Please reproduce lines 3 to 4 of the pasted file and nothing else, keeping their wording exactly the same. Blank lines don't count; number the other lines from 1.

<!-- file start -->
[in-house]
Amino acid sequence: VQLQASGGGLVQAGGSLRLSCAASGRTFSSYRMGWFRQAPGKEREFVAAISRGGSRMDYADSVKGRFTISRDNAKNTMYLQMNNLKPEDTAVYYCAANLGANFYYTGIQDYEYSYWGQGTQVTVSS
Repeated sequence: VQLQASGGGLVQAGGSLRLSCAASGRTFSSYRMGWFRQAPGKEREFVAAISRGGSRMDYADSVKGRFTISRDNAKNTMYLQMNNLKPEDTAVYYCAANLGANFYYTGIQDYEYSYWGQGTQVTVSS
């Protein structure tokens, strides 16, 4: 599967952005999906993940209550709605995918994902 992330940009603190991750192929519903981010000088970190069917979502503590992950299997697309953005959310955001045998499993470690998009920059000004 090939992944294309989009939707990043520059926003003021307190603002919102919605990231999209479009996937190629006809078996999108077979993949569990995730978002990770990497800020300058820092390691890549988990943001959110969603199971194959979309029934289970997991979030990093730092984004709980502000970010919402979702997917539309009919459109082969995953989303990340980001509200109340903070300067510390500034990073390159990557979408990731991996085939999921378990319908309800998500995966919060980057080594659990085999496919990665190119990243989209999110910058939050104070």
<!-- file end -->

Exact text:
Repeated sequence: VQLQASGGGLVQAGGSLRLSCAASGRTFSSYRMGWFRQAPGKEREFVAAISRGGSRMDYADSVKGRFTISRDNAKNTMYLQMNNLKPEDTAVYYCAANLGANFYYTGIQDYEYSYWGQGTQVTVSS
């Protein structure tokens, strides 16, 4: 599967952005999906993940209550709605995918994902 992330940009603190991750192929519903981010000088970190069917979502503590992950299997697309953005959310955001045998499993470690998009920059000004 090939992944294309989009939707990043520059926003003021307190603002919102919605990231999209479009996937190629006809078996999108077979993949569990995730978002990770990497800020300058820092390691890549988990943001959110969603199971194959979309029934289970997991979030990093730092984004709980502000970010919402979702997917539309009919459109082969995953989303990340980001509200109340903070300067510390500034990073390159990557979408990731991996085939999921378990319908309800998500995966919060980057080594659990085999496919990665190119990243989209999110910058939050104070």